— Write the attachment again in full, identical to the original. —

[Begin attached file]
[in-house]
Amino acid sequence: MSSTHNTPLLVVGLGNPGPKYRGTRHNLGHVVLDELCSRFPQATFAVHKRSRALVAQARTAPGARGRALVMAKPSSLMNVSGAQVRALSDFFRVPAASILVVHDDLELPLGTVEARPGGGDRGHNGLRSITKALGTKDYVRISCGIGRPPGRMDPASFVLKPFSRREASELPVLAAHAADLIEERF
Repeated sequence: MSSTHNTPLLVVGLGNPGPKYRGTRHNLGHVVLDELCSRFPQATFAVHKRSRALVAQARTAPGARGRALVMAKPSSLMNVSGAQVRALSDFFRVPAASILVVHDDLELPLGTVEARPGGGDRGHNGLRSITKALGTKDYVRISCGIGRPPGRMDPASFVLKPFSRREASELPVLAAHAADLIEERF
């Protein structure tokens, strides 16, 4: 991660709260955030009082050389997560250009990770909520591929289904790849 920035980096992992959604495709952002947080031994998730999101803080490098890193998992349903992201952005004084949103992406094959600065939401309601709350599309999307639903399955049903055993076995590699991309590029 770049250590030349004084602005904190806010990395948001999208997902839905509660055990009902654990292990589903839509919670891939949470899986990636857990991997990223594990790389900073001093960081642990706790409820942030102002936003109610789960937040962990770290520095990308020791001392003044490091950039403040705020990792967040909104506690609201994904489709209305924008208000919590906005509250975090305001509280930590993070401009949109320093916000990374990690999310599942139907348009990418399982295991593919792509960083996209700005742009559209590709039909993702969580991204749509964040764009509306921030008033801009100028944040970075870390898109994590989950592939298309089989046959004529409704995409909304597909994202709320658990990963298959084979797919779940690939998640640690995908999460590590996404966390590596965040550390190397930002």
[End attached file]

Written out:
[in-house]
Amino acid sequence: MSSTHNTPLLVVGLGNPGPKYRGTRHNLGHVVLDELCSRFPQATFAVHKRSRALVAQARTAPGARGRALVMAKPSSLMNVSGAQVRALSDFFRVPAASILVVHDDLELPLGTVEARPGGGDRGHNGLRSITKALGTKDYVRISCGIGRPPGRMDPASFVLKPFSRREASELPVLAAHAADLIEERF
Repeated sequence: MSSTHNTPLLVVGLGNPGPKYRGTRHNLGHVVLDELCSRFPQATFAVHKRSRALVAQARTAPGARGRALVMAKPSSLMNVSGAQVRALSDFFRVPAASILVVHDDLELPLGTVEARPGGGDRGHNGLRSITKALGTKDYVRISCGIGRPPGRMDPASFVLKPFSRREASELPVLAAHAADLIEERF
């Protein structure tokens, strides 16, 4: 991660709260955030009082050389997560250009990770909520591929289904790849 920035980096992992959604495709952002947080031994998730999101803080490098890193998992349903992201952005004084949103992406094959600065939401309601709350599309999307639903399955049903055993076995590699991309590029 770049250590030349004084602005904190806010990395948001999208997902839905509660055990009902654990292990589903839509919670891939949470899986990636857990991997990223594990790389900073001093960081642990706790409820942030102002936003109610789960937040962990770290520095990308020791001392003044490091950039403040705020990792967040909104506690609201994904489709209305924008208000919590906005509250975090305001509280930590993070401009949109320093916000990374990690999310599942139907348009990418399982295991593919792509960083996209700005742009559209590709039909993702969580991204749509964040764009509306921030008033801009100028944040970075870390898109994590989950592939298309089989046959004529409704995409909304597909994202709320658990990963298959084979797919779940690939998640640690995908999460590590996404966390590596965040550390190397930002």